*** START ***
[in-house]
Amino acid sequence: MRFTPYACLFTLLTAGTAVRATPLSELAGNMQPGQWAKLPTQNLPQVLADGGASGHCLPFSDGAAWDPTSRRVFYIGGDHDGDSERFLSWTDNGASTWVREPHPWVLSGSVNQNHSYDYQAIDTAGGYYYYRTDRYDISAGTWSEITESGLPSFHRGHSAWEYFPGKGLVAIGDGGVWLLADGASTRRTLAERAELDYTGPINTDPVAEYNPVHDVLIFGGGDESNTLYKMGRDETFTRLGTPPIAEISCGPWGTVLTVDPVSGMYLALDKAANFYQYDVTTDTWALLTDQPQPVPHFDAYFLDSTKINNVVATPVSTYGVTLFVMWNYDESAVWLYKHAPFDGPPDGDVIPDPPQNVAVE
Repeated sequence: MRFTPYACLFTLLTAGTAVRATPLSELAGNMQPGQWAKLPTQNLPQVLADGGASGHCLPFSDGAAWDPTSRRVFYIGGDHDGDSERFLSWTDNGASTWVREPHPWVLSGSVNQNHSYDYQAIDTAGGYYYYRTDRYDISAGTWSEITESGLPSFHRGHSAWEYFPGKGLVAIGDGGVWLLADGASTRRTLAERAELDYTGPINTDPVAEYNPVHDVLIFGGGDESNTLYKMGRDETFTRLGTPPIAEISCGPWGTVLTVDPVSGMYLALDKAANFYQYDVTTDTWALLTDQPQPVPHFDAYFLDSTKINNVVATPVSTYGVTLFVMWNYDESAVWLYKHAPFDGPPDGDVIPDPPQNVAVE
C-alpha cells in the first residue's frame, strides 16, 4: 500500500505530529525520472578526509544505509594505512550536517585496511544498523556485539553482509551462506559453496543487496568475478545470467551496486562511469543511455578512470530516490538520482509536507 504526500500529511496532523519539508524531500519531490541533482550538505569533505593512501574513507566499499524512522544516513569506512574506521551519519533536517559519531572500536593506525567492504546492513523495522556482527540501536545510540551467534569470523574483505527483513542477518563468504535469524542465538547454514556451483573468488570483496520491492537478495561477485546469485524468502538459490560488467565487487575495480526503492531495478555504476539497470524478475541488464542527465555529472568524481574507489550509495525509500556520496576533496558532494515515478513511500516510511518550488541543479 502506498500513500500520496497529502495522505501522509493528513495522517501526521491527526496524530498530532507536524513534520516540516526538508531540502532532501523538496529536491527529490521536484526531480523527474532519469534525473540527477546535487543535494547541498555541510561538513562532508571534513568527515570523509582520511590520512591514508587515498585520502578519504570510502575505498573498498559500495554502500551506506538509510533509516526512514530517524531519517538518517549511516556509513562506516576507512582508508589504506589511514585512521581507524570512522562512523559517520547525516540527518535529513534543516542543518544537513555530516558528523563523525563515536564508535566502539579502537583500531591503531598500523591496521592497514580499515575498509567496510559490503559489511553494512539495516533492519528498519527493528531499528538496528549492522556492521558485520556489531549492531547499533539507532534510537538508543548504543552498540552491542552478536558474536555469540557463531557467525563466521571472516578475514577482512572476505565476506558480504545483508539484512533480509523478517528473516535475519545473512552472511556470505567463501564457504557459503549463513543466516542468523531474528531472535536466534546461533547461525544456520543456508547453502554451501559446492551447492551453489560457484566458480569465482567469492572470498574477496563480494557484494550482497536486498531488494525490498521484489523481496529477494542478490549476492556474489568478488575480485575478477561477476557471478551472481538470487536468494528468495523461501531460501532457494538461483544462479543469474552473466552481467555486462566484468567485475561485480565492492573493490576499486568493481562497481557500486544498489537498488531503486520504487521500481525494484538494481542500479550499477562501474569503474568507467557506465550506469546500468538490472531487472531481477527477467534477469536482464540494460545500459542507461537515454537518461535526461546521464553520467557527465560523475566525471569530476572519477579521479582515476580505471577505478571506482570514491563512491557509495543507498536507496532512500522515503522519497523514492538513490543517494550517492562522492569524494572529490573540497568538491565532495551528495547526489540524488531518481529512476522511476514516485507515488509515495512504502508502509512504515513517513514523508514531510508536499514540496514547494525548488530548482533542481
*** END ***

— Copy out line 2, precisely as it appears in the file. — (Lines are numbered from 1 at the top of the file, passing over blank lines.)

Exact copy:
Amino acid sequence: MRFTPYACLFTLLTAGTAVRATPLSELAGNMQPGQWAKLPTQNLPQVLADGGASGHCLPFSDGAAWDPTSRRVFYIGGDHDGDSERFLSWTDNGASTWVREPHPWVLSGSVNQNHSYDYQAIDTAGGYYYYRTDRYDISAGTWSEITESGLPSFHRGHSAWEYFPGKGLVAIGDGGVWLLADGASTRRTLAERAELDYTGPINTDPVAEYNPVHDVLIFGGGDESNTLYKMGRDETFTRLGTPPIAEISCGPWGTVLTVDPVSGMYLALDKAANFYQYDVTTDTWALLTDQPQPVPHFDAYFLDSTKINNVVATPVSTYGVTLFVMWNYDESAVWLYKHAPFDGPPDGDVIPDPPQNVAVE